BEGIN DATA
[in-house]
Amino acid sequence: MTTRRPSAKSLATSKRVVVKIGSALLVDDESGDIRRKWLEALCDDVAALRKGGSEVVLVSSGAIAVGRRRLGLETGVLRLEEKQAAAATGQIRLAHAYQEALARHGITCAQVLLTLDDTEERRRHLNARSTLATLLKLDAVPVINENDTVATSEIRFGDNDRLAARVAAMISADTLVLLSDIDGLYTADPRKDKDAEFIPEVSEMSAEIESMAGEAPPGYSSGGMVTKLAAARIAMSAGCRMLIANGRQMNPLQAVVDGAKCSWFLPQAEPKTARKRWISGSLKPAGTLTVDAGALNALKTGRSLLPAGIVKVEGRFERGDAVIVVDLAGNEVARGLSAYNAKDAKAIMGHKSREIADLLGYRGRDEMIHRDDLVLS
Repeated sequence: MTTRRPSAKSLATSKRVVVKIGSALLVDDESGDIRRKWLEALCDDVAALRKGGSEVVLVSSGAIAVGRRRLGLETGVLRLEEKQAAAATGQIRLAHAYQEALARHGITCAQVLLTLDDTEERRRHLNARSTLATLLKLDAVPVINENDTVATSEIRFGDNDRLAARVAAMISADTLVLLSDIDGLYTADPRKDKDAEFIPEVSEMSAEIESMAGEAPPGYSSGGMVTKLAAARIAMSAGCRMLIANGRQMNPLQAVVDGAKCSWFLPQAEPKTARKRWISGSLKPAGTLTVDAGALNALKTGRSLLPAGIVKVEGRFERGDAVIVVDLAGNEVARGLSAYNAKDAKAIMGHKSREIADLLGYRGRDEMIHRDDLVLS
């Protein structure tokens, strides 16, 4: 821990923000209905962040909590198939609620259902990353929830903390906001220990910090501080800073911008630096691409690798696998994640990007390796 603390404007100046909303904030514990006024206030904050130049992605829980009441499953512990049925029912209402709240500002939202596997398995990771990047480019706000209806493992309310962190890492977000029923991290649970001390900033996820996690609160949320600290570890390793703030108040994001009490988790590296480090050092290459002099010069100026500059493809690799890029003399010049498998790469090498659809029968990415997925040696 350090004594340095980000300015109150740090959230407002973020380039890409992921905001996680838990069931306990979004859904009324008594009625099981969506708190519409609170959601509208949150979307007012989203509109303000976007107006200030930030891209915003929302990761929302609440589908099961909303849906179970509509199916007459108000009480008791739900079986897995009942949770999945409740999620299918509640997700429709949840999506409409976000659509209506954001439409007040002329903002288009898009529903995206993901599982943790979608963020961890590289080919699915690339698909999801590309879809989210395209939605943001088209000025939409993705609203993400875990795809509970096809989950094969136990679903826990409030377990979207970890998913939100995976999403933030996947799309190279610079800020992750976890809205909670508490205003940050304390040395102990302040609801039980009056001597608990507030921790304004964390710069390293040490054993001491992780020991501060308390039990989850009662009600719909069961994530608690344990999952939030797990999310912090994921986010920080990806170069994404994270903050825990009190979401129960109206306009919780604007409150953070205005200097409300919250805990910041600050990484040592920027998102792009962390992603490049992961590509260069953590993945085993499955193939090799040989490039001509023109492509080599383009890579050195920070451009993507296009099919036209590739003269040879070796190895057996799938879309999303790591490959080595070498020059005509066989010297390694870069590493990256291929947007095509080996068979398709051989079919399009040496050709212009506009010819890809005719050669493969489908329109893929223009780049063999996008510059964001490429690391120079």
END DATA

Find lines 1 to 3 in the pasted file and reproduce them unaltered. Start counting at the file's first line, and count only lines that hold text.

[in-house]
Amino acid sequence: MTTRRPSAKSLATSKRVVVKIGSALLVDDESGDIRRKWLEALCDDVAALRKGGSEVVLVSSGAIAVGRRRLGLETGVLRLEEKQAAAATGQIRLAHAYQEALARHGITCAQVLLTLDDTEERRRHLNARSTLATLLKLDAVPVINENDTVATSEIRFGDNDRLAARVAAMISADTLVLLSDIDGLYTADPRKDKDAEFIPEVSEMSAEIESMAGEAPPGYSSGGMVTKLAAARIAMSAGCRMLIANGRQMNPLQAVVDGAKCSWFLPQAEPKTARKRWISGSLKPAGTLTVDAGALNALKTGRSLLPAGIVKVEGRFERGDAVIVVDLAGNEVARGLSAYNAKDAKAIMGHKSREIADLLGYRGRDEMIHRDDLVLS
Repeated sequence: MTTRRPSAKSLATSKRVVVKIGSALLVDDESGDIRRKWLEALCDDVAALRKGGSEVVLVSSGAIAVGRRRLGLETGVLRLEEKQAAAATGQIRLAHAYQEALARHGITCAQVLLTLDDTEERRRHLNARSTLATLLKLDAVPVINENDTVATSEIRFGDNDRLAARVAAMISADTLVLLSDIDGLYTADPRKDKDAEFIPEVSEMSAEIESMAGEAPPGYSSGGMVTKLAAARIAMSAGCRMLIANGRQMNPLQAVVDGAKCSWFLPQAEPKTARKRWISGSLKPAGTLTVDAGALNALKTGRSLLPAGIVKVEGRFERGDAVIVVDLAGNEVARGLSAYNAKDAKAIMGHKSREIADLLGYRGRDEMIHRDDLVLS